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Afghan Govt Calls on Pakistan to Crack Down on Extremists

In response to a recent statement by a Pakistani extremist cleric Hamid-ul-Haq, the head of Pakistan-based Haqqania Madarassa, the Afghan government on Saturday called on the Pakistani government to swiftly crack down on those madrassas that are involved in promoting extremism and fundamentalism in the region.

Hamid-ul-Haq is the son of Mawlana Sami-ul-Haq, a former cleric considered as the spiritual leader of the Taliban.

In a recent statement, Hamid-ul-Haq asked the Afghan government to surrender to the Taliban and let the group to establish Islamic government in the country.

The government said that Kabul does not give importance to such "meaningless" statements, stating that these madrassas in fact have been the main source of destruction of Afghanistan and expanding extremism in the region.

“Those madrassas that spread jihadism and destruction in Afghanistan must be stopped,” presidential spokesman Sediq Sediqqi said.

The Ministry of Hajj and Religious Affairs said that Hamid-ul-Haq’s statements have roots in the Pakistan’s intelligence agencies and that it "clearly indicates Pakistan’s support to terrorism."

The extremist Pakistani cleric Hamid-ul-Haq said that the Taliban has won the war in Afghanistan.

“You must surrender to the Taliban and lay down your arms,” said Hamid-ul-Haq.

“He is a puppet of Pakistan’s intelligence agencies and he frequently make such statements about Kashmir and Afghanistan. Also his father was brutally killed by (Pakistani) intelligence agency and his destiny will be the same,” said Mohammad Jan Rasoulyar, former deputy governor of Helmand.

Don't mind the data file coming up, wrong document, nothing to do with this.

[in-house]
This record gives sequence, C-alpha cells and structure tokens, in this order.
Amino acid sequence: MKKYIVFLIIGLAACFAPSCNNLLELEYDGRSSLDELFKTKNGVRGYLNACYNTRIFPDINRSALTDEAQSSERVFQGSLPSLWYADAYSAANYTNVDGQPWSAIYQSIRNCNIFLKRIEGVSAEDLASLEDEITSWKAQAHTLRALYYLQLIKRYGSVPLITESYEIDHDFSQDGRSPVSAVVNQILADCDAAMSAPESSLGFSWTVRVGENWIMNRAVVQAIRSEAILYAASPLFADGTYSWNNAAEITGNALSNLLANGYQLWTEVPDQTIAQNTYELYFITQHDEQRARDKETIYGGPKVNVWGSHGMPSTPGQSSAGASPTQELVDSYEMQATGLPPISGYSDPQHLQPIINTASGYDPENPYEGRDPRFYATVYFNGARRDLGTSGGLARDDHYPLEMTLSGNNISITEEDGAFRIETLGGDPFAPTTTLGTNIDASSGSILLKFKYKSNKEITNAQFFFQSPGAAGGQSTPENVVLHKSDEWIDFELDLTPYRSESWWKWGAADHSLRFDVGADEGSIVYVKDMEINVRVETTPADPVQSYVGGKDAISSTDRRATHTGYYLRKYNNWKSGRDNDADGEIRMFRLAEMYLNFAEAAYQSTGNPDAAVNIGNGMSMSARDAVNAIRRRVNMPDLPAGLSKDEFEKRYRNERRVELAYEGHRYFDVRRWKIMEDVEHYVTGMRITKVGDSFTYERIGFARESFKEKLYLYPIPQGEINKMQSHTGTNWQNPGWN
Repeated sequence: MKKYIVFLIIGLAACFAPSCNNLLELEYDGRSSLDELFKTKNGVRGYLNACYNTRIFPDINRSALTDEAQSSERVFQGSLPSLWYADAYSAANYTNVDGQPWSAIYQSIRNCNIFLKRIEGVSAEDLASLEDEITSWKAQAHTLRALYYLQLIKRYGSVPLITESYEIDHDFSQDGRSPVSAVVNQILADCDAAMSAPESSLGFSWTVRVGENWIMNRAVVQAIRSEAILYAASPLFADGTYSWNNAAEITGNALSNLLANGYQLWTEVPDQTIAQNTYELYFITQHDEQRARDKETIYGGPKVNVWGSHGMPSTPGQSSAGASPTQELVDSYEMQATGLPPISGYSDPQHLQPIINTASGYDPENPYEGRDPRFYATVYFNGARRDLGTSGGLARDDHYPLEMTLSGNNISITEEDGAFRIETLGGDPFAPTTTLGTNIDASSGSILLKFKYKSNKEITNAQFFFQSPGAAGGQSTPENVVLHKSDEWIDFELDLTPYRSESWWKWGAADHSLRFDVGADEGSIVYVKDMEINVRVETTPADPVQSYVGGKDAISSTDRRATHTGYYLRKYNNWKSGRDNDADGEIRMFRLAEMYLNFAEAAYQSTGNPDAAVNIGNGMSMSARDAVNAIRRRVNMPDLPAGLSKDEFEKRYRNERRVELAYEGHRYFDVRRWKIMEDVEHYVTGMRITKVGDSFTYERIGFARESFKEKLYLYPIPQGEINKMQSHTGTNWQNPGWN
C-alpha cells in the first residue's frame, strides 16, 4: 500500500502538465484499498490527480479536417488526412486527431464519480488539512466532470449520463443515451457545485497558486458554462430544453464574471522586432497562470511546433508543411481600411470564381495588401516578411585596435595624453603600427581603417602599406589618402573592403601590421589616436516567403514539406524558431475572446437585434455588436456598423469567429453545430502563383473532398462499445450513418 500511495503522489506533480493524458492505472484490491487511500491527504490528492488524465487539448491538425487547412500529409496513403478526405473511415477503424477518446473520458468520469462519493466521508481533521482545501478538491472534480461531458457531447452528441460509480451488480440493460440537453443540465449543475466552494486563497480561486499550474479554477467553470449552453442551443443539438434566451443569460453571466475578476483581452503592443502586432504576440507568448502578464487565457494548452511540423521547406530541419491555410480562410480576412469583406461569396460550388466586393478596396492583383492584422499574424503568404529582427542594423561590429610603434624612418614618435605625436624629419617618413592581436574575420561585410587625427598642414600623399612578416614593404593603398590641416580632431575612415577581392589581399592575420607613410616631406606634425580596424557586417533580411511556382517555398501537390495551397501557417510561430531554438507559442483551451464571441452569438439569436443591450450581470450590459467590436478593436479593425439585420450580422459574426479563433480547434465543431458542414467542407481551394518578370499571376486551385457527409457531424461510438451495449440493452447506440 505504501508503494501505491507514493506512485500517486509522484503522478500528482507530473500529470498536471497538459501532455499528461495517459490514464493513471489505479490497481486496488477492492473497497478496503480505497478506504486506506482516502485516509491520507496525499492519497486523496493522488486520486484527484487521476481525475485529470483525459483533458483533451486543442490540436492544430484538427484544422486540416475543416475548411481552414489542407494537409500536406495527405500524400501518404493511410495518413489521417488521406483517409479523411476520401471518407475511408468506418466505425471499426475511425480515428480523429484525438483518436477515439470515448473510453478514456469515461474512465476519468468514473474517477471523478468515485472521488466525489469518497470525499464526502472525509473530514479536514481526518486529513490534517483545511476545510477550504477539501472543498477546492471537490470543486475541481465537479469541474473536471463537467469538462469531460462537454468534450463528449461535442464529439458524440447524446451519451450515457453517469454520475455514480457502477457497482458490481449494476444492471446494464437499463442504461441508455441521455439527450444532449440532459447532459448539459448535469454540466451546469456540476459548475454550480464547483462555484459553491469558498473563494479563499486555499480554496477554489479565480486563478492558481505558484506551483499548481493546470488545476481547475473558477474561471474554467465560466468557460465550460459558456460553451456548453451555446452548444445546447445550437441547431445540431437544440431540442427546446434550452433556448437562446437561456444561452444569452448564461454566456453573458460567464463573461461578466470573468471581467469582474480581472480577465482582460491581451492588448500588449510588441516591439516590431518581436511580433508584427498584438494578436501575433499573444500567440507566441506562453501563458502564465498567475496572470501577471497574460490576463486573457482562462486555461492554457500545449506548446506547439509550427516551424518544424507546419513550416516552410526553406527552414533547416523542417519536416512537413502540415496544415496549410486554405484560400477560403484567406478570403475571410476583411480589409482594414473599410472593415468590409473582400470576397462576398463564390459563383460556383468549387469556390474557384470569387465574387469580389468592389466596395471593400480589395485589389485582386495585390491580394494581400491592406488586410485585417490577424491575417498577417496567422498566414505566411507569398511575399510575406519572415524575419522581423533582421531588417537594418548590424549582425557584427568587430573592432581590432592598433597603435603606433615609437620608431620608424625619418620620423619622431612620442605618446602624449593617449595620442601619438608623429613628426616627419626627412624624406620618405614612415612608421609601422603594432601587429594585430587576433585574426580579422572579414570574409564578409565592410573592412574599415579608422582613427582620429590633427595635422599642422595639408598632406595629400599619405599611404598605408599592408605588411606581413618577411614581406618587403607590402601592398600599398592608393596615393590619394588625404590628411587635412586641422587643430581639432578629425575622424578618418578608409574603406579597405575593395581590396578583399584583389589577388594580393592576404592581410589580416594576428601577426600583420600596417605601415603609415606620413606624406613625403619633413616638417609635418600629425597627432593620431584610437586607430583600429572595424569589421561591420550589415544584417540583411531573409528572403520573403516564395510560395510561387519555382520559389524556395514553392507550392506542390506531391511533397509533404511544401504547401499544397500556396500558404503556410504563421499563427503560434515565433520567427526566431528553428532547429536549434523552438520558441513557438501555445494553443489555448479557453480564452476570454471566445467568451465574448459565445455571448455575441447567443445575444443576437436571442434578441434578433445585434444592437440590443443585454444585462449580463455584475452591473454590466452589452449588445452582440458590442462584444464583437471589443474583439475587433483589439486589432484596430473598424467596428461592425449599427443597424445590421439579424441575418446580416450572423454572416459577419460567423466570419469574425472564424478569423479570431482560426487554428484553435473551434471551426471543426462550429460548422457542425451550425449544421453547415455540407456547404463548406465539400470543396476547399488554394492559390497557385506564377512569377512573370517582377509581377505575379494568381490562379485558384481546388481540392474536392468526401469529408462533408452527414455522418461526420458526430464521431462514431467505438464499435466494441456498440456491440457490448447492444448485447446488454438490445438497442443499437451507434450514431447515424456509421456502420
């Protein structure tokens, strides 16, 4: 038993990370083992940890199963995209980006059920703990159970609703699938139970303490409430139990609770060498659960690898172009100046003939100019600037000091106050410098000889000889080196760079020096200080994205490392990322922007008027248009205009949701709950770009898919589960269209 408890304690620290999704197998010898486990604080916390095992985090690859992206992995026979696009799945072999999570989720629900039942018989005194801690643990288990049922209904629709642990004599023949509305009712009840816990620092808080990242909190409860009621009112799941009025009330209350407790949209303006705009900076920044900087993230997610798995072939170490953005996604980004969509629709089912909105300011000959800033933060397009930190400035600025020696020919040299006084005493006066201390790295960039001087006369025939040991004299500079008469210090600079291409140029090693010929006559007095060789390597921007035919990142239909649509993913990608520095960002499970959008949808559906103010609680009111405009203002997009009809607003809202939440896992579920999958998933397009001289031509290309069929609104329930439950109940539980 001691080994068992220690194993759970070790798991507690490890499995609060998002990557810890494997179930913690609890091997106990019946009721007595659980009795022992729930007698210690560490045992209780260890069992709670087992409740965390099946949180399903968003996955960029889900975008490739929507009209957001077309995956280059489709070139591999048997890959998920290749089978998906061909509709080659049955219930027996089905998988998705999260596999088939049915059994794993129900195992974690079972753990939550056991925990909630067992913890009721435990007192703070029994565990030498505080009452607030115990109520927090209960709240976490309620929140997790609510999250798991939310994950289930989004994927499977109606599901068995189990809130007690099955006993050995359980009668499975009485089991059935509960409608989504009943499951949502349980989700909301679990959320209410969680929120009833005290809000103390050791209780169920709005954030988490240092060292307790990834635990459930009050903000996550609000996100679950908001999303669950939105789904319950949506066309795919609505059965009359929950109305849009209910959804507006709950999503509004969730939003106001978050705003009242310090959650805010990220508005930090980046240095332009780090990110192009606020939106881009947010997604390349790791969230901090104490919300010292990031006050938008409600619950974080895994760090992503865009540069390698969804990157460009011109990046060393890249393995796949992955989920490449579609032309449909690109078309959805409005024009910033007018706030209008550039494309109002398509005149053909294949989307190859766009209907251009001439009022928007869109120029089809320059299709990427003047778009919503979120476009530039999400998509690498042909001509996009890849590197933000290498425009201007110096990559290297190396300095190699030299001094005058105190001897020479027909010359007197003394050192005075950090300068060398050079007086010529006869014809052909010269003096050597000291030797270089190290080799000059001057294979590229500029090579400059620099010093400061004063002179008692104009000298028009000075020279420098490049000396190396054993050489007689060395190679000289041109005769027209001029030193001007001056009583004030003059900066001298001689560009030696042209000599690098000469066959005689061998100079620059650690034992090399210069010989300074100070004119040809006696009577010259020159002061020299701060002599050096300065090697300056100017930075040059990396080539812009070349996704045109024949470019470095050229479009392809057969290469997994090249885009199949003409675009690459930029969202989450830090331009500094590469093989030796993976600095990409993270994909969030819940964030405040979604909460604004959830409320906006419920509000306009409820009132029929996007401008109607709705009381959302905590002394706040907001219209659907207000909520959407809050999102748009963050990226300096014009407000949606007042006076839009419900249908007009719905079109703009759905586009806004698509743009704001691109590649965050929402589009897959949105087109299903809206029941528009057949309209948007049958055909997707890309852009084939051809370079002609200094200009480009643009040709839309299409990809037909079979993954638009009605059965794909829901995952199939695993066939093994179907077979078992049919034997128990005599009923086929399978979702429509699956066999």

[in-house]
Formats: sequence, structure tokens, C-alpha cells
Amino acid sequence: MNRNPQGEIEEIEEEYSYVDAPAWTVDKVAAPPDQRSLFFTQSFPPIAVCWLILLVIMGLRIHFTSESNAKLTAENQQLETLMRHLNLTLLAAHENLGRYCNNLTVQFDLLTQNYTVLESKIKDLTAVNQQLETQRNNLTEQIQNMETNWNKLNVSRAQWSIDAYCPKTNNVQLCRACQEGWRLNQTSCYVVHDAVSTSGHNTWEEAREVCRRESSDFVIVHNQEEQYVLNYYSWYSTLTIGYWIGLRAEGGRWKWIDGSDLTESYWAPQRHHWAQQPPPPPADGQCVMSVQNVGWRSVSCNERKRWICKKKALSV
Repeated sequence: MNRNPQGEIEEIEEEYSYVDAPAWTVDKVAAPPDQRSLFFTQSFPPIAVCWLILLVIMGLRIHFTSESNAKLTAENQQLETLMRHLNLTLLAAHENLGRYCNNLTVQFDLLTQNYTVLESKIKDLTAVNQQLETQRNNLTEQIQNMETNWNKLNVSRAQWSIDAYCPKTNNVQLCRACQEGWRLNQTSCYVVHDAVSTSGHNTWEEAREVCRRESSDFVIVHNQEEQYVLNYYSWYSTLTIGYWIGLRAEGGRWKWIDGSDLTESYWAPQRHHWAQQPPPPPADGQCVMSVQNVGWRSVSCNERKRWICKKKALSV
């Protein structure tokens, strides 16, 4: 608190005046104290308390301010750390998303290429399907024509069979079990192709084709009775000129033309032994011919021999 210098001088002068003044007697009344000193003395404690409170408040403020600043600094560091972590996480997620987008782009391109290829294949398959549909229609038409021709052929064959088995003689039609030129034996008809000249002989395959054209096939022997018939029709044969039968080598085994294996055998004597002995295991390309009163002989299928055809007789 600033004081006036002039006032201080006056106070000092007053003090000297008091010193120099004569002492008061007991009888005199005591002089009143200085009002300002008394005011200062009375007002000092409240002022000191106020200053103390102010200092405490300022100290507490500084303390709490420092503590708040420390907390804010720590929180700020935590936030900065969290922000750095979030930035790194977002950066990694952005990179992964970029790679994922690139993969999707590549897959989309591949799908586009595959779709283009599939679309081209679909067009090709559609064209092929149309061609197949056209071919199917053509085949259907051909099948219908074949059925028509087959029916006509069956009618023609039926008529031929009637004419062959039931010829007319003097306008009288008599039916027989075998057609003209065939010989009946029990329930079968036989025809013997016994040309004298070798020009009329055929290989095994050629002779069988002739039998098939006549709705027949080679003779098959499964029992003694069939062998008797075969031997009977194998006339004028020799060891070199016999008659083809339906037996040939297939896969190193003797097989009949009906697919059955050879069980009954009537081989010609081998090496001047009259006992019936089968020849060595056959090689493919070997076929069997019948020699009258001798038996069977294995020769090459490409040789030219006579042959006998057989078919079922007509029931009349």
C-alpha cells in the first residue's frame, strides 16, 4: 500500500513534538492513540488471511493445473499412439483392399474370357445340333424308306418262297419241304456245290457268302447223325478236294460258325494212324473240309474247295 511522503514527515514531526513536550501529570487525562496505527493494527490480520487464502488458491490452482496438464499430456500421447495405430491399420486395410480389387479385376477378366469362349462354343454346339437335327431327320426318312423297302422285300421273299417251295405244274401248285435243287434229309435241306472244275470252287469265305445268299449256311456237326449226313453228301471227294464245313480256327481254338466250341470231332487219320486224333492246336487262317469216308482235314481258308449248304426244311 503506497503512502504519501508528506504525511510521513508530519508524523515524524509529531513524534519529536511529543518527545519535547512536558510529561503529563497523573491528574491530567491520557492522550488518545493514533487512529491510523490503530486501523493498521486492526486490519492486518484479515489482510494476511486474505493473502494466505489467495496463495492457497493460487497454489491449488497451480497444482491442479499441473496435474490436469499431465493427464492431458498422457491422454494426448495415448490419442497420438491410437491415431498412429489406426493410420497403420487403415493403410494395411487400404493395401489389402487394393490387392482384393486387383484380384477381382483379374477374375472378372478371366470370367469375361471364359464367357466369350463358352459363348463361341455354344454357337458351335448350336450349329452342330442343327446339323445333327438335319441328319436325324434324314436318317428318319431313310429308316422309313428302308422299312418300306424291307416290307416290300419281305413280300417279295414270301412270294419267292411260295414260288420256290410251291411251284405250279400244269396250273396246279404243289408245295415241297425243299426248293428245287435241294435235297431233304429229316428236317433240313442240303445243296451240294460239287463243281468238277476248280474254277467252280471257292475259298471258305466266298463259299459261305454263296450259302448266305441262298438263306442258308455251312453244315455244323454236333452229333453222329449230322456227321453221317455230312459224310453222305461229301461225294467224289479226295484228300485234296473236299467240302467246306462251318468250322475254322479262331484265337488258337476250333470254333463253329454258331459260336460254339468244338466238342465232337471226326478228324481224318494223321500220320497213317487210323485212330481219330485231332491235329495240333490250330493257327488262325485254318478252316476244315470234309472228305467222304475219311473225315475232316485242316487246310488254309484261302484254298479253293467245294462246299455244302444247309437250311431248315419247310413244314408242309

“They have committed the most grave treason for Afghanistan and Muslim nations,” said Bilqis Rosha, an MP.

Afghanistan and many other countries have persistently said that Pakistani madrassas are prompting terrorism and extremism.

In 2018, Hamid-ul-Haq’s father Maulana Sami ul Haq, the chief of Jamiat Ulema-e-Islam Pakistan, was killed in an attack in Pakistan’s Rawalpindi city.

Sami-ul-Haq was known as the spiritual father of the Taliban.

Afghan Govt Calls on Pakistan to Crack Down on Extremists

Hamid-ul-Haq is the son of Mawlana Sami-ul-Haq, a former cleric considered as the spiritual leader of the Taliban.

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In response to a recent statement by a Pakistani extremist cleric Hamid-ul-Haq, the head of Pakistan-based Haqqania Madarassa, the Afghan government on Saturday called on the Pakistani government to swiftly crack down on those madrassas that are involved in promoting extremism and fundamentalism in the region.

Hamid-ul-Haq is the son of Mawlana Sami-ul-Haq, a former cleric considered as the spiritual leader of the Taliban.

In a recent statement, Hamid-ul-Haq asked the Afghan government to surrender to the Taliban and let the group to establish Islamic government in the country.

The government said that Kabul does not give importance to such "meaningless" statements, stating that these madrassas in fact have been the main source of destruction of Afghanistan and expanding extremism in the region.

“Those madrassas that spread jihadism and destruction in Afghanistan must be stopped,” presidential spokesman Sediq Sediqqi said.

The Ministry of Hajj and Religious Affairs said that Hamid-ul-Haq’s statements have roots in the Pakistan’s intelligence agencies and that it "clearly indicates Pakistan’s support to terrorism."

The extremist Pakistani cleric Hamid-ul-Haq said that the Taliban has won the war in Afghanistan.

“You must surrender to the Taliban and lay down your arms,” said Hamid-ul-Haq.

“He is a puppet of Pakistan’s intelligence agencies and he frequently make such statements about Kashmir and Afghanistan. Also his father was brutally killed by (Pakistani) intelligence agency and his destiny will be the same,” said Mohammad Jan Rasoulyar, former deputy governor of Helmand.

“They have committed the most grave treason for Afghanistan and Muslim nations,” said Bilqis Rosha, an MP.

Afghanistan and many other countries have persistently said that Pakistani madrassas are prompting terrorism and extremism.

In 2018, Hamid-ul-Haq’s father Maulana Sami ul Haq, the chief of Jamiat Ulema-e-Islam Pakistan, was killed in an attack in Pakistan’s Rawalpindi city.

Sami-ul-Haq was known as the spiritual father of the Taliban.

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